For example, The Guardian’s investigations revealed that in Ondo State, a bunch of plantains, while buying in large quantities, costs around N500. But the same bunch is sold for around 1,000 to 1,500. N in Lagos, thus presenting a very attractive margin for aggregators.
Other products in high demand in the cities are smoked fish, watermelons, onions, herbs and spices like turmeric, ginger and garlic. These are available in the north and some southern states in commercial quantities.
Marketing and survey
Rotimi Olawale, founder / managing director of JR Farms, said agricultural commodity traders shouldn’t assume there is a market for their produce. The only market available, he advised, is the one created by the trader.
He advised traders of agricultural products to devote more time and resources to creating the market before the products are delivered. He also insisted on materializing supply agreements through major resellers in commodity markets to avoid frustration.
For example, food supply chains in Lagos are built around hubs such as the Ketu and Mile 12 markets. These hubs provide sustainable platforms for marketing and selling agricultural products in Nigerian cities.
Establishing a market in cities is also possible by renting or leasing a point of sale, office or open space from individuals, businesses and government as temporary buying and selling centers. .
As attractive and profitable as selling agricultural products in an urban setting may be, the challenges are many.
The most difficult factor in grouping food crops for sale in the city is insecurity in rural and agrarian communities, highways and food production centers in the north and other food production areas. Food production centers in Kaduna, Zamfara, Kebbi, Ondo and Benue states are becoming increasingly precarious with a high rate of kidnappings, banditry and attacks on pastoralists.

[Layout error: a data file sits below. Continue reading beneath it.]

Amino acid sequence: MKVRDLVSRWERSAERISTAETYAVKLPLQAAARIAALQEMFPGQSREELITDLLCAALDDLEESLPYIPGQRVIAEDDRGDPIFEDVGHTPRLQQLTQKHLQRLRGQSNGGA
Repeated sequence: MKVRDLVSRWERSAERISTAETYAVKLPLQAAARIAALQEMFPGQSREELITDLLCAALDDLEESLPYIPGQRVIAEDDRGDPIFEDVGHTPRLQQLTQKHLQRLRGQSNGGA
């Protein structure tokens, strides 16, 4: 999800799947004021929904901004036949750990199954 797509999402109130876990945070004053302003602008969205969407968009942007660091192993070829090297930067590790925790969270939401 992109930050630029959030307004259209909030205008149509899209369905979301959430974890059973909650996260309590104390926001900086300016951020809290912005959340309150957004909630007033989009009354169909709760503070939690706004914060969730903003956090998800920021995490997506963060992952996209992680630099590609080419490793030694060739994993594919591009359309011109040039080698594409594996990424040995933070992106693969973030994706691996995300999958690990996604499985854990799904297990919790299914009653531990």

Poor road networks, logistical hurdles and high transport costs are also significant challenges facing city food aggregators. The rural roads are deplorable and, as a result, motorists exploit passengers by charging them exorbitant fares. This sometimes increases the cost of landing and the profit margin for traders.
As in other startups, the initial investment in the marketing of food crops is also. Traders would need financial resources for market research, rental of space or store, and capital buys the crop in commercial quantity to make economic, logistical and perhaps sense of employing a vendor.
Other costs that can arise include local government levies, interstate product movement levies, and a host of other costs transferred from carriers to food merchants.
Other challenges include storage facilities and post-harvest losses associated with most food crops.
Despite the challenges, cheaper sources of food crops in agrarian areas make the marketing and sale of farm-fresh food sustainable in urban areas. And that can take many young people out of the workforce.